SENDAI, Japan -- An explosion at a nuclear power station tore down the walls of one building Saturday as smoke poured out and Japanese officials said they feared the reactor could melt down following the failure of its cooling system in a powerful earthquake and tsunami.
It was not clear if the damaged building housed the reactor. Tokyo Power Electric Co., the utility that runs the Fukushima Dai-ichi plant, said four workers were injured but details were not immediately available.
Footage on Japanese TV showed that the walls of one building had crumbled, leaving only a skeletal metal frame standing. Puffs of smoke were spewing out of the plant.
"We are now trying to analyze what is behind the explosion," said government spokesman Yukio Edano, stressing that people should quickly evacuate a six-mile (10-kilometer) radius. "We ask everyone to take action to secure safety."
The trouble began at the plant's Unit 1 after Friday's massive 8.9-magnitude earthquake and the tsunami it spawned knocked out power there. The disaster has killed hundreds of people and devastated the country's northeastern coast, where rescuers began slowly arriving Saturday.
The toll of destruction was still not known more than 24 hours after the quake since washed-out roads and shut airports have hindered access to the area. An untold number of bodies were believed to be buried in the rubble and debris.
The official death toll stood at 413, while 784 people were missing and 1,128 injured. In addition, police said between 200 and 300 bodies were found along the coast in Sendai, the biggest city in the area near the quake's epicenter. Local media reports said at least 1,300 people may have been killed.
Adding to worries was the fate of nuclear power plants in the region. Japan has declared states of emergency for five nuclear reactors at two power plants after the units lost cooling ability.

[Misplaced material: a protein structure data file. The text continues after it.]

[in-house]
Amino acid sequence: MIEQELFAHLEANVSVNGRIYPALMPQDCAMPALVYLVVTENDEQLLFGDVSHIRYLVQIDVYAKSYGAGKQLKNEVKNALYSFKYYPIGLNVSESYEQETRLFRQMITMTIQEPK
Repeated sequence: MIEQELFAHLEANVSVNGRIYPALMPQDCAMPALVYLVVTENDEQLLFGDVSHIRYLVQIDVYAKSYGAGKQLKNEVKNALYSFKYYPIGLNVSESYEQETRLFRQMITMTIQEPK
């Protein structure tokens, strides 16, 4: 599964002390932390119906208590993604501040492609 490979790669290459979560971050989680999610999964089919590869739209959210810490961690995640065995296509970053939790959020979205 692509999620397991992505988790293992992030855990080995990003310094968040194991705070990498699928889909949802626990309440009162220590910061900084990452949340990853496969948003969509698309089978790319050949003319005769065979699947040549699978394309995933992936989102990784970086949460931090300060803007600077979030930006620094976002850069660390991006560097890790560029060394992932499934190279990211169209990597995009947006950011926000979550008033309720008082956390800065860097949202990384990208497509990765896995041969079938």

The most troubled one is facing meltdown, officials have said.
Pressure has been building up in the reactor – it's now twice the normal level – and Japan's Nuclear and Industrial Safety Agency told reporters Saturday that the plant was venting "radioactive vapors." Officials said they were measuring radiation levels in the area.
The reactor in trouble has already leaked some radiation: Operators have detected eight times the normal radiation levels outside the facility and 1,000 times normal inside Unit 1's control room.
Wind in the region is weak and headed northeast, out to sea, according to the Meteorological Agency.
Ryohei Shiomi, an official with Japan's nuclear safety commission, said that even if there was a meltdown, it wouldn't affect people outside a six-mile (10-kilometer) radius – an assertion that might need revising if the situation deteriorates. Most of the 51,000 residents living within the danger area had been evacuated, he said.
Meanwhile, the first wave of military rescuers began arriving by boats and helicopters.
Prime Minister Naoto Kan said 50,000 troops would join rescue and recovery efforts following the quake that unleashed one of the greatest disasters Japan has witnessed – a 23-foot (7-meter) tsunami that washed far inland over fields, smashing towns, airports and highways in its way.
"Most of houses along the coastline were washed away, and fire broke out there," said Kan after inspecting the quake area in a helicopter. "I realized the extremely serious damage the tsunami caused."
More than 215,000 people were living in 1,350 temporary shelters in five prefectures, or states, the national police agency said. Since the quake, more than 1 million households have not had water, mostly concentrated in northeast.
The transport ministry said all highways from Tokyo leading to quake-hit areas were closed, except for emergency vehicles. Mobile communications were spotty and calls to the devastated areas were going unanswered .